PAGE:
skip to content
Figure of Apollo, hair in short turned up style, pointing arm to left and looking to left

The pediments of the Temple of Zeus at Olympia are some of the best surviving examples of early Classical Greek sculpture. The pediments were completed c.460 BCE and comprise of forty-two figures in total. Unlike in our Cast Gallery, where they are almost at ground level, the originals were placed in the triangular gables at each end of the roof. They were high above the heads of viewers on the ground.

The East Pediment features a scene especially appropriate at the home of the ancient Olympic Games, where athletes competed in view of the temple from 776 BCE to 393 CE: here, preparations are being made for a chariot race, which explains why there are horses flanking the five central figures. On the West Pediment, in contrast, there is depicted a 'centauromachy' – a battle between the half-man, half-horse centaurs and the Lapiths.

On both sides, a god stands tall in the very centre of the pediment, Zeus on the east and Apollo on the west; Apollo, promising to restore order as the god of rationality and self-control, looks nonplussed by the chaos surrounding him. In short, the decoration of the Temple of Zeus at Olympia was carefully calibrated to its context of sport and competition.

 pediment with centaurs fighting men and Apollo standing tall in middle

Set beneath the pediments, designed to be viewed against them, were a series of carved metopes – individual square panels lined up in a row, with six on each side of the temple. These depict the Labours of Herakles: whatever the human agonies depicted above in the pediments, whether implied or shown, here is testimony to the endurance of the human spirit in the face of strenuous trials.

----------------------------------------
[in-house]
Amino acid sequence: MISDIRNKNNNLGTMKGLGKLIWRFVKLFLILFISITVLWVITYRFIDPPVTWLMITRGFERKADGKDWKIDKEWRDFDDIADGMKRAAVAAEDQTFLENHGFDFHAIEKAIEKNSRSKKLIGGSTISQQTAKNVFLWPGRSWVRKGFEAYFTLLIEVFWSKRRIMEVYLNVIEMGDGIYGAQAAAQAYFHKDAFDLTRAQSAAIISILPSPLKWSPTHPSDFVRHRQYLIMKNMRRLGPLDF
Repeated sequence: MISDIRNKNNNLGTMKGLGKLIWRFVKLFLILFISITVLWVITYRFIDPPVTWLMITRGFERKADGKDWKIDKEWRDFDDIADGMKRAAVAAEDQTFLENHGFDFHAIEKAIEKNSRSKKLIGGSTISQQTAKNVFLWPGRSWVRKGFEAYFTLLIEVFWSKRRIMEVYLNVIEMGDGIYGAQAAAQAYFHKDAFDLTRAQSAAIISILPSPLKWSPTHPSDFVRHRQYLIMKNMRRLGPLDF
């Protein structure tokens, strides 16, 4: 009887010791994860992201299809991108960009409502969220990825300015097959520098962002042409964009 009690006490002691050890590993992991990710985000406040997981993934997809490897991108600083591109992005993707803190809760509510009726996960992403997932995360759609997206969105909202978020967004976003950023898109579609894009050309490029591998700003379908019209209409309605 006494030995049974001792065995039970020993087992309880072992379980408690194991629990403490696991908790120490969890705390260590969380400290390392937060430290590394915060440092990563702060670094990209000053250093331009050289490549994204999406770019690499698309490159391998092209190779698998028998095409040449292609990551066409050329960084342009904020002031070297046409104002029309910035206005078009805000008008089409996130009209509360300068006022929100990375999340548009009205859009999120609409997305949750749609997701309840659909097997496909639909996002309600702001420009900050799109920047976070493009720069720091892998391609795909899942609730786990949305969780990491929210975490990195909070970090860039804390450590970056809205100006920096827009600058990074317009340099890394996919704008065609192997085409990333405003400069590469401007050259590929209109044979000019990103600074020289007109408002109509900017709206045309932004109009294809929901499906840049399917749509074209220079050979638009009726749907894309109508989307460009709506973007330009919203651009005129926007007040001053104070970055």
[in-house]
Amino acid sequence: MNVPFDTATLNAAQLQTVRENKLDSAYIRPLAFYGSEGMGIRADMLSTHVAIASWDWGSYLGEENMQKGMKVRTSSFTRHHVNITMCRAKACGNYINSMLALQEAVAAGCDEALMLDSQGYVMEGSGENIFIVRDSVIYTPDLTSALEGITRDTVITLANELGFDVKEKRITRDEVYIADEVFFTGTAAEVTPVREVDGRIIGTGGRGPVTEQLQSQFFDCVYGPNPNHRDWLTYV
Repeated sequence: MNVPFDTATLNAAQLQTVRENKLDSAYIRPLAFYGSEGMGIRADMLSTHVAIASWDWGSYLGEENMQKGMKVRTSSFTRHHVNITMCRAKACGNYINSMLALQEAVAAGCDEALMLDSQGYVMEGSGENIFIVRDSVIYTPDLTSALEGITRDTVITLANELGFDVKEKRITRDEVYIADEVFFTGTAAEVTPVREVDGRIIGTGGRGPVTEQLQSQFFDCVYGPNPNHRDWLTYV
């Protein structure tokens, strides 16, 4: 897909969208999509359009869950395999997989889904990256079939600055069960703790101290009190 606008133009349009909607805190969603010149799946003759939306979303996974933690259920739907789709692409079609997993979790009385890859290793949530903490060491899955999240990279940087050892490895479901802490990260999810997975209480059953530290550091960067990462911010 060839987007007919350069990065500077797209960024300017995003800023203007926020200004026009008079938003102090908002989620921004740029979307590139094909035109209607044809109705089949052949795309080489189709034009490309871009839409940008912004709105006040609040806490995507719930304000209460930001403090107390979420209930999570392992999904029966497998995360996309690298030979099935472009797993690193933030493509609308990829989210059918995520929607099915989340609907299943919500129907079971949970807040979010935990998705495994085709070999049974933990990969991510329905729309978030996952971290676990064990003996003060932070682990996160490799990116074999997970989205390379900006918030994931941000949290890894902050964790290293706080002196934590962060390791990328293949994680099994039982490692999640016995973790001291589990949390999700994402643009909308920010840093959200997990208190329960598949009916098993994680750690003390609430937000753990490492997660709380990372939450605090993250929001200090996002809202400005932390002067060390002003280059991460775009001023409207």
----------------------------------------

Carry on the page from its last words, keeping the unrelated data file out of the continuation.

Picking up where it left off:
Although it was built in the fifth century BCE, the Temple of Zeus at Olympia continued in use until the closure of the Olympic games in 393 CE. In fact, one of the best descriptions of the temple was written in the second century CE by a Greek traveller named Pausanias, who describes his visit to Olympia and a number of the (by then centuries old) Greek sculptures and other dedications he sees there.

Find the pediments of the Temple of Zeus at Olympia in Bay C
View the East Pediment on the online catalogue
View the West Pediment on the online catalogue
View the metopes on the online catalogue


Further reading

  • Pausanias, Description of Greece 5.7
  • R. Osborne 1998, Archaic and Classical Greek Art (Oxford University Press): 169–174
  • N. Spivey 1997, Greek Art (Phaidon): 217–224
  • S. Woodford 1988, An Introduction to Greek Art (University of Cornell Press): 91–103
  • J. Boardman (ed.) The Oxford History of Classical Art (Oxford University Press): 92–94


Every cast tells two stories.
One ancient. One modern.

Admission is free.


Just drop in: no need to book


Lift out of order

Our lift is currently out of order which means we are not able to provide step-free access at present.


Opening hours

Tues-Fri: 10am-5pm
Sat (univ. term-time only): 10am-1pm
Sun and Monday: Closed

Closed on Bank Holidays


Saturday Opening

Please note: We are open on Saturdays only during University of Cambridge term time.

We are currently closed on Saturdays. Our next Saturday opening will be Saturday 27 April.


Visit us

Museum of Classical Archaeology
Faculty of Classics
Sidgwick Avenue

We do not have an entrance on the road. Find us inside the Sidgwick Site.


Join our mailing list



Get in touch

Tel. +44 (0)1223 330402


Find us on social media:




Copyright statement

All images and material on our websites are ©Museum of Classical Archaeology, University of Cambridge unless otherwise stated. If you would like to reproduce our images, you can now do so for non-commercial use at no charge.

See also our Copyright Notice and Take Down Policy.